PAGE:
So in terms of conspiracy theories like a flat earth…

That is a problem. They don’t know how to think about information and data. It’s an educational problem. This was rare, my stepping out to confront B.o.B. because it just isn’t what I do. I don’t pick people out who have weird ideas and then debate them. As an educator, I see my duty to train people how to think about nature, the world, and the forces of biology, chemistry, and physics.

If I can train you to think in a scientific literate way, you become inoculated against the possibility of thinking things such as the Earth is flat. And you are less susceptible to conspiracy movements, where the data is cherry-picked because they believe they already know the answer. They don’t fully understand how evidence works. They understand enough to think they are doing it right, but not enough to realize they are doing it wrong.

So is that why you went on The Nightly Show?

I don’t chase people, but I chased B.o.B. because his fanbase started directly tweeting at me. It shouldn’t take a Ph.D. astrophysicist to give convincing arguments that Earth is round. I never want my credentials to lead my statements. Also, he has 2.3 million Twitter followers, and in his tweets, he was saying, ‘This is simple physics. This is physics and math that’s giving me these results.’ The moment he called out physics and math, people are thinking he is actually doing it correctly, rather than just having a crazy idea. He crossed a line there. He is hugely influential, he is doing it in the name of science, and he is so wrong.

I said, ‘In a free country, you can think what you want. But if you have influence over other people, then these simple thoughts can actually become dangerous.’ I don’t normally do this, and it isn’t my preference to do this. And I have plenty of colleagues in the skeptics community. Bill Nye debated the head of the Creation Museum in Kentucky. I choose not to do it. I prefer to spend my time getting people to think straight in the first place so they can then make an informed judgement. And that is more empowering.

The Internet is great for spreading conspiracy theories, finding niches and bubbles where you can share thoughts with like-minded people. Do conspiracy theories like this, then, ever go away?

No, but we have to make sure, as sensible voters and citizens, that people who are not plugged into reality are not the ones ever put in charge. Otherwise, do and believe what you want. It is a free country.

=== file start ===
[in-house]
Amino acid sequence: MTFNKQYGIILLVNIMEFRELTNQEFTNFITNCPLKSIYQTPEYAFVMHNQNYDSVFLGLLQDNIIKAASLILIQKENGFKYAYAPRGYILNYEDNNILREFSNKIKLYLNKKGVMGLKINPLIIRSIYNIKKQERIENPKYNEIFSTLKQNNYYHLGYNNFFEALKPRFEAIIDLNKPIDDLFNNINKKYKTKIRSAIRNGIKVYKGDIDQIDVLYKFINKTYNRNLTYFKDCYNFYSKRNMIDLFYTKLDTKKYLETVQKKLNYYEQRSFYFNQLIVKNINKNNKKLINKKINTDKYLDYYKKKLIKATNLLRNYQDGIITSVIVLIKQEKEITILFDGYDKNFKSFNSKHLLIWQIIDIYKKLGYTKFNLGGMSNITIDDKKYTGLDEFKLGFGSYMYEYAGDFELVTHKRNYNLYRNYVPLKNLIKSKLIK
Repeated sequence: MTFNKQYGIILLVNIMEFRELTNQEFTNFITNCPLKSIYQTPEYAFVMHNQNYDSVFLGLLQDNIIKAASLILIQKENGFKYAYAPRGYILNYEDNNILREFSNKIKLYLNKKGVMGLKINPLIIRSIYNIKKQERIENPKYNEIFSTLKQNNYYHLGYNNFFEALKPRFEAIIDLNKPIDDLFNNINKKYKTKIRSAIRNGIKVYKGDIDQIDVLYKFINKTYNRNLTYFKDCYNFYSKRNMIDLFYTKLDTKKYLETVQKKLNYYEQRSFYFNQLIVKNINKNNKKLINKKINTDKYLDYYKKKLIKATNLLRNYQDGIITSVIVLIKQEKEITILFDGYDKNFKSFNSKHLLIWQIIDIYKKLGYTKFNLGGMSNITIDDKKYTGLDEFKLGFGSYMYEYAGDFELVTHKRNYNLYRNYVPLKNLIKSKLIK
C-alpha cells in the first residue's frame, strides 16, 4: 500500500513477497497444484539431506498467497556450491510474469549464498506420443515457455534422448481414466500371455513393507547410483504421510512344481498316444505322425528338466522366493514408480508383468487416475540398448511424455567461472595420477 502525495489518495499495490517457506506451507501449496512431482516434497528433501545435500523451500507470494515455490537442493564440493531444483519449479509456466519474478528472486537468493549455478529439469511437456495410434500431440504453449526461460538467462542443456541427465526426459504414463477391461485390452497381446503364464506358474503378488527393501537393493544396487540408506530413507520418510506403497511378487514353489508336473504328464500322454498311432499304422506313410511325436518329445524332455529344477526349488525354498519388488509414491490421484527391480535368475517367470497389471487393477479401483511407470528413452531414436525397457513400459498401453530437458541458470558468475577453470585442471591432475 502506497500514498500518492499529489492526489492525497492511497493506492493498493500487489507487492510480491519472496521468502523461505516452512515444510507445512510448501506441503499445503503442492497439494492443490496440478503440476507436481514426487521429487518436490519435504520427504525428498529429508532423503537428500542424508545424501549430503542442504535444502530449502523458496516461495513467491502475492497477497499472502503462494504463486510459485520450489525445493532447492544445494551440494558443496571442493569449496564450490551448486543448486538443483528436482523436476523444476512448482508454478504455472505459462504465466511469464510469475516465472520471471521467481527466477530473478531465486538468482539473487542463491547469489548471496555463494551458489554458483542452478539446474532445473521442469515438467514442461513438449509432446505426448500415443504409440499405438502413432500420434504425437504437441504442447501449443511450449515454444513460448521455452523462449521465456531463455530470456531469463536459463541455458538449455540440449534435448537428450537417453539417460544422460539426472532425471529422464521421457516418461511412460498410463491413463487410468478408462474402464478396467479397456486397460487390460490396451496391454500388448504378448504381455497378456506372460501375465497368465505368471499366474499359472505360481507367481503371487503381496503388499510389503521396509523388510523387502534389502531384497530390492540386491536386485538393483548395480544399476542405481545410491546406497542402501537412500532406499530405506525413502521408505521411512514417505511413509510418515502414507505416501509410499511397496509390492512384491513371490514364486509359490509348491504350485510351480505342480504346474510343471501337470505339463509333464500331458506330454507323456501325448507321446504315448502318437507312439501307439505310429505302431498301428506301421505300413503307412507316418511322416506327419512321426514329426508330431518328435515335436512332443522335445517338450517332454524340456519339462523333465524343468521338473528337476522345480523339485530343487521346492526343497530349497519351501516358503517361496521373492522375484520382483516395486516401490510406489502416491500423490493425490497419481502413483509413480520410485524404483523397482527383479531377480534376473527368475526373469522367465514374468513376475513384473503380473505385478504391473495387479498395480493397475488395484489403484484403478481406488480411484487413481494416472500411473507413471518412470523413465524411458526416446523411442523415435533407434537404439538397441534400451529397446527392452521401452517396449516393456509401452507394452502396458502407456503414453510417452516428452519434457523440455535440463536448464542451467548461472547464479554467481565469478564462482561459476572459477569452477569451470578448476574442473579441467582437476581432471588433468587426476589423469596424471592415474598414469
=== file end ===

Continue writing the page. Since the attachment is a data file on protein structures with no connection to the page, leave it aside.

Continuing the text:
How do we improve science literacy?

Well, I am currently working on that, and it may come out as a book one day, but it is still in the oven. Count it as half-baked, literally and figuratively. I have thoughts on promoting and improving science literacy, but I am not ready to go public with them.

The speech used at the end of his song–what was the context of that speech?

It was a 92nd Street Y onstage interview with the host of Radiolab, Robert Krulwich. We were talking about what is the largest mountain in the world, and I said, ‘Do you mean the mountain farthest from the center of the Earth? That is different mountain than the highest mountain above sea level.’ That freaked him out, he wanted to know why, and then we went into that whole conversation.

Did B.o.B. reach out to you?

No, and in fact, he took it down. TMZ asked coming out of The Nightly Show if I had my lawyers take down the song. I don’t have people take stuff down. The Internet is just whatever it is.

So what about your nephew’s track?

He told me about B.o.B.’s track, and I asked him about B.o.B. My nephew raps, and is an academic educator. He is getting his master’s on the role of hip-hop transforming cultures in the inner cities. So I asked my nephew whether he could make a diss track in response, and could he do it fast? He got right on it. He created it, and I voiced two of my tweets in case he wanted to use them in his diss track, and he did. He led off with one and ended with it. I thought it was fun to stay in the language of that exchange. Fire with fire, water with water. I felt privileged to be able to handle it in that way.

Watch Neil’s NSFW appearance on The Nightly Show on Comedy Central and above.